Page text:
Art

This Anna Delvey-Inspired Art Installation Has Us Spiraling

Scammer queen Anna Delvey, aka Anna Sorokin's combination of delusion and chutzpah, which allowed her to grift "New York's Party People," is a personal inspiration to many of us. Now, her story — or rather, the cultural fixation with her story — has become the inspiration for a conceptual art piece, according to Artnet.

London-based artist Cynthia Talmadge recently unveiled an exhibit called "Four Courtroom Outfits of Anna Delvey," that specifically focuses on the obsession with Sorokin's courtroom looks. It's currently on view in a storefront window of the Piccadilly Circus subway station in London, presented by Talmadge's gallery Soft Opening.

Talmadge, a painter and sculptor, created a five-paneled dressing screen. Each panel is decorated with a kind of a still life scene full of symbols, each telling a chapter of Sorokin's story, from her arrival in America to her trial, which ended in a 12-year prison sentence (that Sorokin's currently serving on Rikers Island). You'll see a Bendel shopping bag, a matchbook from the resort of the famed Morocco trip, the scales of justice, and the New York City Criminal Courthouse.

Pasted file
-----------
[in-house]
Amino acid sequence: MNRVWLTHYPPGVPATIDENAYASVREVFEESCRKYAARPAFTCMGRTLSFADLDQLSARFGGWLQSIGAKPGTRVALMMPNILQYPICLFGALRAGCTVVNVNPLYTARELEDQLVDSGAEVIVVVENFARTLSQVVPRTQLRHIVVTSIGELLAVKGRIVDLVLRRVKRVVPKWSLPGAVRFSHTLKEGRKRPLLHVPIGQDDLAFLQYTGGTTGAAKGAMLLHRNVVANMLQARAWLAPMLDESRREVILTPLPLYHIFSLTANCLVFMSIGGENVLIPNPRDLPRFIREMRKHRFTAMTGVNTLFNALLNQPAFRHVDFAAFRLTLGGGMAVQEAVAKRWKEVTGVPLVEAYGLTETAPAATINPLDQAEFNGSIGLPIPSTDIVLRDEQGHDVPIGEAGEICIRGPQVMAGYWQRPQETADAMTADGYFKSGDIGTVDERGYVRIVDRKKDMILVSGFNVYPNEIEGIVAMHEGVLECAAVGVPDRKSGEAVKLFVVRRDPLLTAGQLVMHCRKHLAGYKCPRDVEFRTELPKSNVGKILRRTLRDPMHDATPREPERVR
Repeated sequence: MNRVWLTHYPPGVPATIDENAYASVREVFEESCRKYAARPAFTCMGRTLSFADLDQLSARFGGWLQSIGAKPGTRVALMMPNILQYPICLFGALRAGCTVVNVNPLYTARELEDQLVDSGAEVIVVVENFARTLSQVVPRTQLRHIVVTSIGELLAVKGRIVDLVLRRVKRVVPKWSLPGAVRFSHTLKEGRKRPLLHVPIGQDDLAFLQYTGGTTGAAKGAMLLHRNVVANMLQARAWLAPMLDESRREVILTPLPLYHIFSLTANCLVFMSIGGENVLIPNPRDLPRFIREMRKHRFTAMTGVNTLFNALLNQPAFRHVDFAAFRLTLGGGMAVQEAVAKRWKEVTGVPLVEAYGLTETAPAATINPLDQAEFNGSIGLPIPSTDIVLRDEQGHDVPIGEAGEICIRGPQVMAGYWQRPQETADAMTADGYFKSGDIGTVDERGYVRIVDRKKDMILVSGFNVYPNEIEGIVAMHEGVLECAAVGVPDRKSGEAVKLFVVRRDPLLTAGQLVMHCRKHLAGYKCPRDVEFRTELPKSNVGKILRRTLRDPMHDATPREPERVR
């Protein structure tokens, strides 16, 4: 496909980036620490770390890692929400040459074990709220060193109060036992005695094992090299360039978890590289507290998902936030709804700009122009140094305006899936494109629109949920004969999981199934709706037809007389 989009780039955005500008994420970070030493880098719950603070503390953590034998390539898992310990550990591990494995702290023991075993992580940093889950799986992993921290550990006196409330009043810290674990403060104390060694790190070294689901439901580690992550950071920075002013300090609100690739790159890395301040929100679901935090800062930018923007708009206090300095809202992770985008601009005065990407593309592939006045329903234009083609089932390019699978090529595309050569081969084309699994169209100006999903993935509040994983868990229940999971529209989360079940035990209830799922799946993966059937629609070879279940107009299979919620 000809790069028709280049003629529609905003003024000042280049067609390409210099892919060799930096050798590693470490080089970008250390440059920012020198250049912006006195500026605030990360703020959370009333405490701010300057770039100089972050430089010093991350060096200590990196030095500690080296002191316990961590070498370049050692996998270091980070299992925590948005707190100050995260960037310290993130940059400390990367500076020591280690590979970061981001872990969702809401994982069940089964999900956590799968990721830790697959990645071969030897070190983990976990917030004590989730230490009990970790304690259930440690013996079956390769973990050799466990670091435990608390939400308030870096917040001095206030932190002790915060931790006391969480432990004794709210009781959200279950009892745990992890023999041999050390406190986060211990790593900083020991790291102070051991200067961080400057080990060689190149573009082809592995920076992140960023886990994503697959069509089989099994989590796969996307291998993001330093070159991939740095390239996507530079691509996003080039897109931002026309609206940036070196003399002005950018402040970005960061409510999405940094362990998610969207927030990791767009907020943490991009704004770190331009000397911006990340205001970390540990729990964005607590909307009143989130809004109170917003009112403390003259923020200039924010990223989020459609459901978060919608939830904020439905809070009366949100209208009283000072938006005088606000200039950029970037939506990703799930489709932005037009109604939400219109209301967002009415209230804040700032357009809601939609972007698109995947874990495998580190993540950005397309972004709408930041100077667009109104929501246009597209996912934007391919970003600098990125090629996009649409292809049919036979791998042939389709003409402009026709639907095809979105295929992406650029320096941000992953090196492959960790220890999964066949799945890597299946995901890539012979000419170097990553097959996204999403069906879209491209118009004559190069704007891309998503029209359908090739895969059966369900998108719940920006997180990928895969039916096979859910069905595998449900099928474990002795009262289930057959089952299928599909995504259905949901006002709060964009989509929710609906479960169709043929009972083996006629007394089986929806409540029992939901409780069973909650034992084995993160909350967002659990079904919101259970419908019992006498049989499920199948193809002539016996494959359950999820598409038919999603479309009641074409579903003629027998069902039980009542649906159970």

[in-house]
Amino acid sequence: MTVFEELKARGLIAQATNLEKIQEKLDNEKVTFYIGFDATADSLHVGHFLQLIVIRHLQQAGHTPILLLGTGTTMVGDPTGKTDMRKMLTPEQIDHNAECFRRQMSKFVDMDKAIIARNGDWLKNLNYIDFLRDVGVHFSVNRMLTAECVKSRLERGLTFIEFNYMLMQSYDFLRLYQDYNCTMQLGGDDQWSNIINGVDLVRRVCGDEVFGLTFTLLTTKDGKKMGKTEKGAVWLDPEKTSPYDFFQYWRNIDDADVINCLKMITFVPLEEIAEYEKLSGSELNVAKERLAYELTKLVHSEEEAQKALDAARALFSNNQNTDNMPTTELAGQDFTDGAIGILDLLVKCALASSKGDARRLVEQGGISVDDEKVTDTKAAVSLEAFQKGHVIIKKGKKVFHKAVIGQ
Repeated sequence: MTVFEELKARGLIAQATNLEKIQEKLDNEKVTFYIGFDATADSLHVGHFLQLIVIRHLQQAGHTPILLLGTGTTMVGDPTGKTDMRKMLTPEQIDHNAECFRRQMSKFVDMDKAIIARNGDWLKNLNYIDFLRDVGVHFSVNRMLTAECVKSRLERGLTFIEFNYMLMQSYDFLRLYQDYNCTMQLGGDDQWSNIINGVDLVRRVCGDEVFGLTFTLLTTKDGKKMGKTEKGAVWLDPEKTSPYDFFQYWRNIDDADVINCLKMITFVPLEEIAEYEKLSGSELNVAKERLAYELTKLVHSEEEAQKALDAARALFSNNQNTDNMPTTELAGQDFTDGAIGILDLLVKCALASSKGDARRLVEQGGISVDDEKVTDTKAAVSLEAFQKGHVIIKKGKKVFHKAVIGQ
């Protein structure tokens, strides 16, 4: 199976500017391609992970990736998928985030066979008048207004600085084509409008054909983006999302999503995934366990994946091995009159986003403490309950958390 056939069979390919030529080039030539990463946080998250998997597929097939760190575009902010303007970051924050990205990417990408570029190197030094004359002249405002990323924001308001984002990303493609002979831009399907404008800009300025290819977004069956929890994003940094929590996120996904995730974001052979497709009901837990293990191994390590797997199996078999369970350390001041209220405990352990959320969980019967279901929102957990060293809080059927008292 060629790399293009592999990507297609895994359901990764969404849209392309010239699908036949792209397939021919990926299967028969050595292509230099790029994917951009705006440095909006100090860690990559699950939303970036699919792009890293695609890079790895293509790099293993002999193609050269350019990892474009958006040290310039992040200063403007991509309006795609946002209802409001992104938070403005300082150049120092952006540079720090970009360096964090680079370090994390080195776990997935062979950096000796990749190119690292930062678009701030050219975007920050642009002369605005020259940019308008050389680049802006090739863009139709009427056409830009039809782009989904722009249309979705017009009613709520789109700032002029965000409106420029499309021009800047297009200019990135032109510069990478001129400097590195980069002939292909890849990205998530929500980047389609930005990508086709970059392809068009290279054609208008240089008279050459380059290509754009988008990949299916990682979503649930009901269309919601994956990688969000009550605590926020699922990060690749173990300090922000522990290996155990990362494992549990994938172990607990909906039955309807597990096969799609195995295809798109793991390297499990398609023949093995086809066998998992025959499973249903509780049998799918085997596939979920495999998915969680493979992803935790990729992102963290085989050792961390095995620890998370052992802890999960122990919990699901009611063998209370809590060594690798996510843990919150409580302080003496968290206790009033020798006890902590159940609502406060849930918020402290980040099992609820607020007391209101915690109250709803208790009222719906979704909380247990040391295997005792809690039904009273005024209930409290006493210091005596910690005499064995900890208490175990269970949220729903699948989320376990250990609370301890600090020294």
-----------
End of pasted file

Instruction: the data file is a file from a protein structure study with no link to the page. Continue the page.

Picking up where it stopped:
Where it gets existential is, behind the screen, an unseen mechanical device throws pieces of clothes above the top of the screen, as if Sorokin were back there rummaging through her wardrobe to find the outfit we'll ultimately obsess over and write think pieces about.

According to Artnet, Talmadge sees her creation as a "a kind of portrait." She explains, "These courtroom outfits, presented in an infinite loop of 'hysterical' indecision, represent the closest we can get to her inner reality."

Well. "Infinite loop of 'hysterical' indecision" is a provocative image, but definitely a huge damn mood. The piece also subtly indicts the voyeurism of the Anna Sorokin debacle — as we find herself "watching her" get dressed.

Talmadge says there's another side to it as well, that has to do with the scrutiny all women face."People are obsessed with the case because it hits so close to home," Talmadge told the Art Newspaper. "As young women we constantly battle with feelings of fraudulence. Anyone who is hustling in the creative industries can relate to her."

The piece pushes forward trains of Talmadge's work, which often plays with kitsch and irony. If you enjoy "Four Courtroom Outfits of Anna Delvey," check out more work by her here.

Photo via getty

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